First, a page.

Flight Crew Threatens Service Without a Smile

cathay pacificBy Dawn Cranfield

Flight Crew Threatens Service Without a Smile

Flight attendants for the Hong Kong based airline, Cathay Pacific, have voted in favor of a “work to rule” action after their union negotiations with the airline stalled.  Work to rule means the crew members will only perform the exact duties as required and will not execute any additional tasks.

Union members had been requesting a 5% salary increase for 2013, but instead were granted a mere 2% pay bump.   Tsang Kwok-fung, general secretary of the union, claims the modest raise is unreasonable, adding “it was the same rate offered during severe external crises, such as SARS and the worldwide financial crisis.”  (cnn.com)

The work to rule scenario means flight attendants will ensure the safety of passengers from boarding to their destination; soft drinks, nuts, alcohol, and blankets would be considered non-essential luxuries and will not be provided by them, nor will the smiles.  However, according to Tsang, they will likely distribute water.

“‘The basic role of a flight attendant is to take care of safety measures on flights and to take passengers from one point to another point safely,’” Tsang said, adding that serving food and beverages were extra services required by the airline.” (cnn.com)

Interesting concept for a “strike” against your employer; will passengers respond to having their snacks and drinks being held hostage?  Howsmile about their service with a smile?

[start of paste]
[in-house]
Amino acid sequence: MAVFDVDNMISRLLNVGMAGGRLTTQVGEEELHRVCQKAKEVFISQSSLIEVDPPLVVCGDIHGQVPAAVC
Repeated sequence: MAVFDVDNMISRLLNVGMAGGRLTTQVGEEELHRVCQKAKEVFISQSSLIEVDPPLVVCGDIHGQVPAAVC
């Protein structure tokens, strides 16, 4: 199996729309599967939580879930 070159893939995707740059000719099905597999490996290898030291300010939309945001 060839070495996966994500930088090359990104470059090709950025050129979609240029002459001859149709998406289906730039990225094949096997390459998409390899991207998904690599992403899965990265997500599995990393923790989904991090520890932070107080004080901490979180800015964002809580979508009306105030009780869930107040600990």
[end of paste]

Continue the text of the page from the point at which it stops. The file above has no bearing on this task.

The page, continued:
I started to think about all of the little things employees do that are not part of their job description; things your employer still expects you to do.  Those must be the part of the job description under the heading “Other duties as assigned”; sneaky human resources managers.

While I was working for one of the major manufacturing corporations, and it was time for my annual review; I was dismayed when I learned I was required to write the entire review myself.  Apparently it was the new trend, having employees write their own employee evaluation, their own action plan for improvement, and then the manager reviews it, talks to the employee and signs the form.  Brilliant.

Actually, it made me feel as if I was doing my manager’s job; but, nobody asked for my opinion.  There was one caveat; we were specifically told we were not allowed to score the highest rating of “excellent” on any portion of the evaluation.  It was the position of the company that every employee needed improvement; so the best score one could achieve was “good”.

I was truly appalled; as an over-achiever, I deserved to score “excellent” in many of the categories on the evaluation.  There were very few sections where I required “needs improvement”, so I selected “good” on every section.

The plan for improvement proved just as challenging, as I was required to select three areas where I needed to improve; my job was not rocket science, it was accounting.  I had worked at the company for several years and typically finished my job in roughly 18 hours of my 40 hour work-week.  I spent the rest of the week on committees and helping others complete their work; I volunteered to do reports, helped in other departments when I could, anything to help my co-workers.

Imagine my surprise when my supervisor called me in for my review and the one complaint he had for my “needs improvement” was “she takes employee-review1her job too seriously, needs to smile more”.  I walked out of the office shaking my head that day; I worked in the finance department, it was black and white not a lot to laugh about, I did payroll and collections.  Well, I guess he couldn’t say I was “excellent”.

Imagine all of the extra things you do in your daily job that you do as part of your day; how would your company react if you simply followed your job description to the letter?

http://www.cnn.com/2012/12/11/world/asia/cathay-pacific-cabin-crew-labor-action/index.html?hpt=hp_c3

 

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